ISSN 1671-3710
CN 11-4766/R

Advances in Psychological Science ›› 2021, Vol. 29 ›› Issue (4): 737-746.doi: 10.3724/SP.J.1042.2021.00737

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The attentional bias towards threat in posttraumatic stress disorder: Evidence from eye movement studies

BAI Yu1, YANG Haibo2,3()   

  1. 1Faculty of Psychology, Tianjin Normal University, Tianjin 300387, China
    2Center of Collaborative Innovation for Assessment and Promotion of Mental Health, Tianjin 300074, China
    3Key Research Base of Humanities and Social Sciences of the Ministry of Education, Academy of Psychology and Behavior, Tianjin Normal University, Tianjin 300074, China
  • Received:2020-04-25 Online:2021-04-15 Published:2021-02-22


Attentional bias towards threat information is a common phenomenon in Posttraumatic Stress Disorder (PTSD) individuals. A number of studies have investigated the processing characteristics and internal mechanisms of attentional bias by using eye-movement technology. it is found that factors influenced the three components are distinct. 
First, facilitated attention is the consequence by the interaction of the threat stimulus type and the eye movement indicators. PTSD individuals are more likely to be alert to threat words, which is not only related to the interference of pictures and words in the recognition process, but also affected by arousal, salience and complexity of stimulus. Furthermore, the smaller visual angle presented in previous studies may also accelerate the attentional capture of threat words. In addition, the inconsistent selection of eye movement measures may also cause the difference of the results of attention directed acceleration: the first fixation latency is not sensitive to the component due to the inability to measure the apparent eye movement. Moreover, the spatial indicators are more suitable to investigate this processing to threat words, but pupil index is more appropriate to threat pictures. 
Second, PTSD individuals do not have the difficulty in attention disengagement to threat words. It may be related to preview, information density, and unconscious binding. Words preview leads to rapid processing; however, it is not available to continuously capture the attention because of low information density. Besides, the unconscious binding of “static-words” also makes it difficult to show the difficulty in attention disengagement to threat words.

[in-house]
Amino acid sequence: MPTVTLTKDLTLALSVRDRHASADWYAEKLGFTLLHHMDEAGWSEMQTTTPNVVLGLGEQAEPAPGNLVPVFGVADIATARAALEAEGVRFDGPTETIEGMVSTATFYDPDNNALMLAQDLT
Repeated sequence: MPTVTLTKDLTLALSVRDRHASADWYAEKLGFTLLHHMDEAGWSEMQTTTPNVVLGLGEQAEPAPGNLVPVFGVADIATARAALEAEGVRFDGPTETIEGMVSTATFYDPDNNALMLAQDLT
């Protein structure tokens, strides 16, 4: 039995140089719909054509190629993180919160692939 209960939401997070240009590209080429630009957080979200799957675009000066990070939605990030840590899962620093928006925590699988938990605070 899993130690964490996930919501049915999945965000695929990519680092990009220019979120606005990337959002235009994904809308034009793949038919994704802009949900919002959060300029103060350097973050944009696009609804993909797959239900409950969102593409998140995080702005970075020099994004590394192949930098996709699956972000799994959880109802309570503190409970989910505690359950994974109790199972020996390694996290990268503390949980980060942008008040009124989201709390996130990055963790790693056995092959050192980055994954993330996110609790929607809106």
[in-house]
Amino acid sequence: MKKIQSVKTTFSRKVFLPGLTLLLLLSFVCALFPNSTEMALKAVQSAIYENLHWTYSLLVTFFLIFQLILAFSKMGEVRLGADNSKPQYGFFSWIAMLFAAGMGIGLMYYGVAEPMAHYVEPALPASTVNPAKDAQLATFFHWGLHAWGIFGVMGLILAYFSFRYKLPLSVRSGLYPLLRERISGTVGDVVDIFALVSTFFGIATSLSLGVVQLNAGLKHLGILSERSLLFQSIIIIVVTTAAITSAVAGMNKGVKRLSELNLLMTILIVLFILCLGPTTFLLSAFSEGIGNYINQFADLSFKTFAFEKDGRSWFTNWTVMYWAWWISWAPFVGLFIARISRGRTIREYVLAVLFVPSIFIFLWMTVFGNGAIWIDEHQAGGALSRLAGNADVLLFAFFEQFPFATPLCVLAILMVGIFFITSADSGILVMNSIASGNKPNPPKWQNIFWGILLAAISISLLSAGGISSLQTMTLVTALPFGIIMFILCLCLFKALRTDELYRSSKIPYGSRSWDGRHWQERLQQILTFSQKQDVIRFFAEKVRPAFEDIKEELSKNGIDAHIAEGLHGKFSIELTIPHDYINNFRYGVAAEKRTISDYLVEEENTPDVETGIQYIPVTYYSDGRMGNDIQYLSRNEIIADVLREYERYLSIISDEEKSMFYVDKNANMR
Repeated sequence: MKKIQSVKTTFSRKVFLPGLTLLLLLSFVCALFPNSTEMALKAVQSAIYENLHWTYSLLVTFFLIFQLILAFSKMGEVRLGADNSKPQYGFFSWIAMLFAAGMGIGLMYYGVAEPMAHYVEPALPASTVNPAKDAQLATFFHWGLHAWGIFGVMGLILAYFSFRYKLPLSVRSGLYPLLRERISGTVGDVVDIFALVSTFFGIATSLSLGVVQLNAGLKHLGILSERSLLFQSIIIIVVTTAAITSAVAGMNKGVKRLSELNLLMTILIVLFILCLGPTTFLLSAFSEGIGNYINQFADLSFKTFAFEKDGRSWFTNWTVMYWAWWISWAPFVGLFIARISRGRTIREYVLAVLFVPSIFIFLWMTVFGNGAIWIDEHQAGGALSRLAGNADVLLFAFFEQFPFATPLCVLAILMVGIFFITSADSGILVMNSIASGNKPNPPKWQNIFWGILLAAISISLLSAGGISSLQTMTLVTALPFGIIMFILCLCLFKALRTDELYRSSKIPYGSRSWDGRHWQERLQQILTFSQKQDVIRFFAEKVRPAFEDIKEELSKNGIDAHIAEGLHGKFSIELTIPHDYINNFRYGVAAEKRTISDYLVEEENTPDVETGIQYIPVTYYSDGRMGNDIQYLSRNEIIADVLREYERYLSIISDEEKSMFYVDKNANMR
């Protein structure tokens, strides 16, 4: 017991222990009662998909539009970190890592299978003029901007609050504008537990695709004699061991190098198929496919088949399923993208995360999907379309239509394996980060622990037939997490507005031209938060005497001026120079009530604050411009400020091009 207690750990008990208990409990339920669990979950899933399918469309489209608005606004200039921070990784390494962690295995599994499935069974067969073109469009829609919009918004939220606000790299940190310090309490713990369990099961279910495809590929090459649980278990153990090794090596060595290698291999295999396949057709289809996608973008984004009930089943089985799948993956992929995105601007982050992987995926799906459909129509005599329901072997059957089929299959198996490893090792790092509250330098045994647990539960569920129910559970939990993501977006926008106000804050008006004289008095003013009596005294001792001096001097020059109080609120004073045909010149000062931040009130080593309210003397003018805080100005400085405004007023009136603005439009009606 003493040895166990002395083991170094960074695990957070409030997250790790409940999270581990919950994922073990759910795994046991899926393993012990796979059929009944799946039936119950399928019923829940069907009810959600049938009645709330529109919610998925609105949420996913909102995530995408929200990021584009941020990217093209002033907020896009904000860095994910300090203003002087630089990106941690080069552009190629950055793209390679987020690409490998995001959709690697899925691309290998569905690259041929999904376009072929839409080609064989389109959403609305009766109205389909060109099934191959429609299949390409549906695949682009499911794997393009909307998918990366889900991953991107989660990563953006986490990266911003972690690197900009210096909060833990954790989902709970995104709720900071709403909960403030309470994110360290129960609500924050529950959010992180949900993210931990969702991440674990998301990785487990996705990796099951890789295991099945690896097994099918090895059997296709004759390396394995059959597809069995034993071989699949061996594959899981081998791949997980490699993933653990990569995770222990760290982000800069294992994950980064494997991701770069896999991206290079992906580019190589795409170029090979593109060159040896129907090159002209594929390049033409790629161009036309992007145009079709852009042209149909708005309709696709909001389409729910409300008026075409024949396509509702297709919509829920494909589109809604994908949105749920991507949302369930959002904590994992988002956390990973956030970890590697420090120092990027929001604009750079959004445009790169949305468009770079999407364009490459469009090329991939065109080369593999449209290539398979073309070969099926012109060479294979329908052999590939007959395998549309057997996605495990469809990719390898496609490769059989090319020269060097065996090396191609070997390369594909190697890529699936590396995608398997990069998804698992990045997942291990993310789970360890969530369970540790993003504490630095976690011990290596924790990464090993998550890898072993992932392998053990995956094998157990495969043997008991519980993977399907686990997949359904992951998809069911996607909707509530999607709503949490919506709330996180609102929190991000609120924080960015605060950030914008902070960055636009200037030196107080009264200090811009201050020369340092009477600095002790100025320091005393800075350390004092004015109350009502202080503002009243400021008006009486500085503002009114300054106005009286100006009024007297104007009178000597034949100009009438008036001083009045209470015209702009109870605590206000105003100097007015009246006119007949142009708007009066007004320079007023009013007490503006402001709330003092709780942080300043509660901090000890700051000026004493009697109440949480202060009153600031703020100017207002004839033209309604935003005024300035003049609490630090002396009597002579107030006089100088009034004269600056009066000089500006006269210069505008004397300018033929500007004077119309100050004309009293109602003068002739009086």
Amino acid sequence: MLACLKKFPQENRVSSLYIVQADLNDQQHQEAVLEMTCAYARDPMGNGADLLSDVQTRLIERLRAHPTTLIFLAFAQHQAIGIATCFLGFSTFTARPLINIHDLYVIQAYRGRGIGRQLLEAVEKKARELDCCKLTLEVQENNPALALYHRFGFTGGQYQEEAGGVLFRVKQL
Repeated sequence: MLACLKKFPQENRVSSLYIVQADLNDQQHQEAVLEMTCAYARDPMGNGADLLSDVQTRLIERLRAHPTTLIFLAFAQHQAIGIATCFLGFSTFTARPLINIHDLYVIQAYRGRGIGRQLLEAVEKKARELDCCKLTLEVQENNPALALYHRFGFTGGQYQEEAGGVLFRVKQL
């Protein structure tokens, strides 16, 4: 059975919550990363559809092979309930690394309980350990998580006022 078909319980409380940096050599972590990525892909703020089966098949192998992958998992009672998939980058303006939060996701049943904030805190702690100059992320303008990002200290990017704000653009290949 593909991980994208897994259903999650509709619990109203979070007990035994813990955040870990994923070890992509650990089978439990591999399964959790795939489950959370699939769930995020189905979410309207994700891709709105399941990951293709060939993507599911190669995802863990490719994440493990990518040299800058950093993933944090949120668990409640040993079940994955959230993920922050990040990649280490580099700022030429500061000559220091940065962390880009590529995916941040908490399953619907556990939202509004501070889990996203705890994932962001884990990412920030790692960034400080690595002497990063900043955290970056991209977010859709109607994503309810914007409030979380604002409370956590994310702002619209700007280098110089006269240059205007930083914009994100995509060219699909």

Third, the absence of attentional avoidance to threat information may be a long-term self-protection strategy adopted by PTSD individuals, and this result will not be affected by analysis methods, stimuli types, and presentation time. Therefore, it is more likely to be the mechanism of “facilitated attention - difficulty in attention disengagement”. Indeed, compared with behavioral response time, eye tracking technology can monitor the time course of attention while PTSD individuals look at the threat stimuli. On the one hand, it can deeply understand the attention characteristics of PTSD individuals caused by different types of traumatic events, and on the other hand, it can verify relevant attention-biased stage theory. From the observation of phenomenon to the theoretical construction, it is a more comprehensive investigation of the attentional bias processing mechanism to this type of affective disorder. 
Future research may also should to pay attention to the following aspects. First of all, whether researchers can maximize the advantages of eye movement technology is still worth discussing. They can construct the unique attentional bias eye movement pattern and corresponding eye movement model of PTSD individuals from multiple dimensions based on the perspective of eye movement mechanism, for example, age. The PTSD rate of American children and adolescents is higher than that of American adults caused by the same experience, and compared with PTSD adults, PTSD children will show more hypervigilance and traumatic memories of repeated intrusions. In addition, the immaturity of the eye physiological system of children and adolescents may lead to more limitations or inconsistent eye movement patterns. The superposition of these differences may cause heterogeneity in the eye movement patterns of attentional bias between different PTSD groups. Consequently, it is necessary to construct corresponding attentional bias eye movement patterns and theoretical models from the age level for researchers. Second, when researchers make full use of eye tracking technology to investigate PTSD attention bias, they also need to combine multiple technologies to investigate the threat attention bias mechanism of PTSD individuals from a multimodal perspective, such as physiological indicators, event-related potentials, and so on.

Key words: Posttraumatic Stress Disorder, attentional bias, eye-movement

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